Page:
We took a day trip outside of La Cruz with the crews of Island Bound and Grace to climb a mountain trail miles off the highway in hopes of visiting ancient petroglyphs hidden deep in the tropical jungle called Santuaria del Rey.
We didn't find out until we got there that the ancient Tecoxcuin people, who carved the petroglyphs 2,000 years ago, long before the Mayans and the Incas, were also known as the "throat-cutters" in their native language. We were assured that these ancient people were long ago sold into slavery by the Spanish, and the sole survivors were wiped out by the old standby, disease.
|"Are you absolutely sure all of the throat cutters have died out?|
We continued to climb deeper and deeper into the jungle, passing more petroglyphs carved into the stone thousands of years ago by the "throat cutters" -- who have long ago died out -- which I continued to remind myself as we passed through miles of jungle, completely alone and exposed.
|Chris reads details of how the "throat cutter" people slashed the throats of their hapless victims|
|Perhaps these four circles are symtolic of the eyeballs cut out by the "throat cutters"|
(who have, they assured us, ALL DIED OUT")
|Bill wondering if this trail, lovingly laid to the throat-cutters lair with stones,|
includes the human bones of their hapless victims
Our friend Kevin's dog Patches felt a special affinity with this petroglyph man carved into the stone. Thankfully, Patches didn't "mark his territory" on the ancient carving. That's all we needed...making the "throat-cutter" gods angry.
Finally, we reached the sacred spring, waterfall and pool where, I suppose, the throat-cutters washed off the blood and guts of their victims as they cleansed their souls with a sacred swim after a long and difficult day of throat-cutting.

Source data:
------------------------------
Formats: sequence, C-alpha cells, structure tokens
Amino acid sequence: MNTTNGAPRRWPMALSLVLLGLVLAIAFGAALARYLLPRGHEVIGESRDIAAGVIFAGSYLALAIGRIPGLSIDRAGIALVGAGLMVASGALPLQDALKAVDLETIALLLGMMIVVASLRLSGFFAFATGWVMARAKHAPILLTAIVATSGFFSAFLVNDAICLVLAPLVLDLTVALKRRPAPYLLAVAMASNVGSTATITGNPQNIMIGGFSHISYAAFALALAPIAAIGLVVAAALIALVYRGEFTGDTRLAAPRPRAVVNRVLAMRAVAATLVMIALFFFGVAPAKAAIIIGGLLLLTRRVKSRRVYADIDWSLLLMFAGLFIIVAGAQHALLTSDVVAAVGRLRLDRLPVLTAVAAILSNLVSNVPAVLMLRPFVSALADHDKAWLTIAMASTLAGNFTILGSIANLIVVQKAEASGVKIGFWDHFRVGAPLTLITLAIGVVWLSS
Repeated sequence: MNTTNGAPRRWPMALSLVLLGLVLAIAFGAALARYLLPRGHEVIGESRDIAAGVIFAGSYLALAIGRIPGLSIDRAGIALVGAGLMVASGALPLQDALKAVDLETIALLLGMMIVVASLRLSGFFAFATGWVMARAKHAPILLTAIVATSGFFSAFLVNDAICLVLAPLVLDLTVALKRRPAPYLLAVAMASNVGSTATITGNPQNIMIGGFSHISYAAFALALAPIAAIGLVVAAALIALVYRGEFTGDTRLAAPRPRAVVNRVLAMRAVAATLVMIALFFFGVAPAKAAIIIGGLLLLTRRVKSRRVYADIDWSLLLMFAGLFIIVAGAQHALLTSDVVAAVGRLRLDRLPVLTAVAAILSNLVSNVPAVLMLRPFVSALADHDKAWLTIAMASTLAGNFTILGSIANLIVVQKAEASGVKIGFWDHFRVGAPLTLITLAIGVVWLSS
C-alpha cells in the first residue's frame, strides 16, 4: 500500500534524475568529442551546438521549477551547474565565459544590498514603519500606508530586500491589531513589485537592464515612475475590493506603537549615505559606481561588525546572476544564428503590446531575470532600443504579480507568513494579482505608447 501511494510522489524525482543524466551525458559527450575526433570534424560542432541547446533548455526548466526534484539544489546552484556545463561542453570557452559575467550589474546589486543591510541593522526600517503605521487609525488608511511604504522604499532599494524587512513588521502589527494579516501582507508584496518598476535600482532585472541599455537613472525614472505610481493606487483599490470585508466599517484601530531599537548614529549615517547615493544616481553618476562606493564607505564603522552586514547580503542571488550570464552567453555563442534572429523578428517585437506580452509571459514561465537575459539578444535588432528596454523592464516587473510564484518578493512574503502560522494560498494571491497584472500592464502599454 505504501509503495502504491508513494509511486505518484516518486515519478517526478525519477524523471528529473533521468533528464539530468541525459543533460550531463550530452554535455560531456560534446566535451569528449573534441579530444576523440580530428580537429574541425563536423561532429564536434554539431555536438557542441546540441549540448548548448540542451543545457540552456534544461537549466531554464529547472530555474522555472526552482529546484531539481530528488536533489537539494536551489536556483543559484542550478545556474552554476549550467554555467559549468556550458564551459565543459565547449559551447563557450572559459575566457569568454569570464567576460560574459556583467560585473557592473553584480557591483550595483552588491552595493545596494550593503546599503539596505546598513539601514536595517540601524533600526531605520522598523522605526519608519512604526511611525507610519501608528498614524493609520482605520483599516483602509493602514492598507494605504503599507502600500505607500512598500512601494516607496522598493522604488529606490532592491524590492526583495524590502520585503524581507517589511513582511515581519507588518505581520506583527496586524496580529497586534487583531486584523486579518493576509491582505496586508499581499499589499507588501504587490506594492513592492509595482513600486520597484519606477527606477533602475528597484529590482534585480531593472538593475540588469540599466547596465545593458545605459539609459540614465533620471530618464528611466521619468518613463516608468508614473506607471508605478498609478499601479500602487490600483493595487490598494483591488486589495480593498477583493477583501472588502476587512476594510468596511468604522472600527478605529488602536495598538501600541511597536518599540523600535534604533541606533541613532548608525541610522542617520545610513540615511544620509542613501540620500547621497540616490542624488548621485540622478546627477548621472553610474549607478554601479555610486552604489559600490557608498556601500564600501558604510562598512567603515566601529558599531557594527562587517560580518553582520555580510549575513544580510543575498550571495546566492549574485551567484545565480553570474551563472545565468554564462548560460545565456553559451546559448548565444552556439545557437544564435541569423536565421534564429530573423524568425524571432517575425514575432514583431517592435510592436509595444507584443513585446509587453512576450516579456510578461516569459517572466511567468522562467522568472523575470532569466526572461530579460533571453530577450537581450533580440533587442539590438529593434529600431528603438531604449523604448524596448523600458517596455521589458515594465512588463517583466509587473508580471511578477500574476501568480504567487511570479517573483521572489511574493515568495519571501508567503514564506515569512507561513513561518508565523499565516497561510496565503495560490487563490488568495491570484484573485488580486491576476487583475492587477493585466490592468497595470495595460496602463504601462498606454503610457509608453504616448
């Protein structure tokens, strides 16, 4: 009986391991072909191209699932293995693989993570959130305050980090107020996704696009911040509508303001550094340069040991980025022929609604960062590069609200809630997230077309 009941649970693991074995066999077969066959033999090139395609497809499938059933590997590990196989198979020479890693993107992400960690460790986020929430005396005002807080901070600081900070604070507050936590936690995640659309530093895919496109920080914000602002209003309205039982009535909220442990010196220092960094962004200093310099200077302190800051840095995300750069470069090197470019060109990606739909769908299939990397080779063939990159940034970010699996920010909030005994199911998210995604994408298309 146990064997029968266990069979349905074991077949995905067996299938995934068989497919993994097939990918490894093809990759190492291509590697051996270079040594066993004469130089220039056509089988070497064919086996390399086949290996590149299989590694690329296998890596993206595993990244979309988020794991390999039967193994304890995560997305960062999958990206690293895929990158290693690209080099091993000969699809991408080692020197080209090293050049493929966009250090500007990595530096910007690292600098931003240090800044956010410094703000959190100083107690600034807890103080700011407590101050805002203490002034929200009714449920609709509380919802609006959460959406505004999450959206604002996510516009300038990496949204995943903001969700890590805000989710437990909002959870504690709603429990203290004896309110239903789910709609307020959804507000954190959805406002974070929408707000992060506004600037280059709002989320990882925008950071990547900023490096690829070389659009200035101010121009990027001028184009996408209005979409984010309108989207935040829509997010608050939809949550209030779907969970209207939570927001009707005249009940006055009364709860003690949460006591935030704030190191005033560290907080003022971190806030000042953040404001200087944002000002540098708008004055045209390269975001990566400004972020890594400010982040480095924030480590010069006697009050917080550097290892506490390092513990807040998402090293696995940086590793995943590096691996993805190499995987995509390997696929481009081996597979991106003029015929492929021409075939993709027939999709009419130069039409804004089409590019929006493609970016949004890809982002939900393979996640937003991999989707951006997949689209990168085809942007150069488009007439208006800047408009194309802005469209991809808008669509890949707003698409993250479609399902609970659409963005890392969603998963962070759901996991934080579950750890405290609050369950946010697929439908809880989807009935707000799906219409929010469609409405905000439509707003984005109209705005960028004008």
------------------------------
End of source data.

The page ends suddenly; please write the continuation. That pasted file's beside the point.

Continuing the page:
|Judy looks down at the sacred pools and thinks twice about taking a dip in the cold water|
OK, this place was lush and simply gorgeous. We all dropped our backpacks and broke out our lunches next to the pool. It was crystal clear, and you could see right to the bottom. Chris stuck his foot in and announced to the group that the water was very cold. Although I was hot and tired from the hike, I wasn't really up for a cold swim -- and neither was anyone else in the group.
Our friend Kevin, visiting from Kauai, calmly removed his shirt and shoes. In his swim shorts, he quietly padded to the side of the pool, and calmly, stealthily, glided beneath the water. His head gently broke the surface at the other end of the pool.
Kevin did not shriek, or yell out, or scream "This is freaking cold!" He calmly tucked his head and again gently and calmly traversed the depth and the length of the pool in sure, slow strokes. He emerged from the other end of the pool and serenely emerged, with a gentle smile on his face.
Watching this display, I had an epiphany:
"What in the heck am I doing?" I said to myself.
"We're here, on this trip of a lifetime. We will never be here again. We have just hiked miles uphill to a sacred, crystalline mountain pool fed by several waterfalls...
And I'm too lazy or too chicken to swim because it's too cold.
Newly inspired, I followed Kevin's lead. I gently rose, stripped down to my swimsuit, stepped up to the pool, did not dip my foot in and shriek as I usually would, but instead (following the example of Kevin, my new spiritual mentor) took a slow deep breath and gently lowered myself into the water with one long, smooth, underwater stroke across the pool.
|Me trying to be calm and serene in the (freezing!) sacred pool|
My husband Chris soon followed, of course. It was simply wonderful. I pulled Kevin aside later and thanked him for shaking me out of my stupor.
Seize the day!
And we did.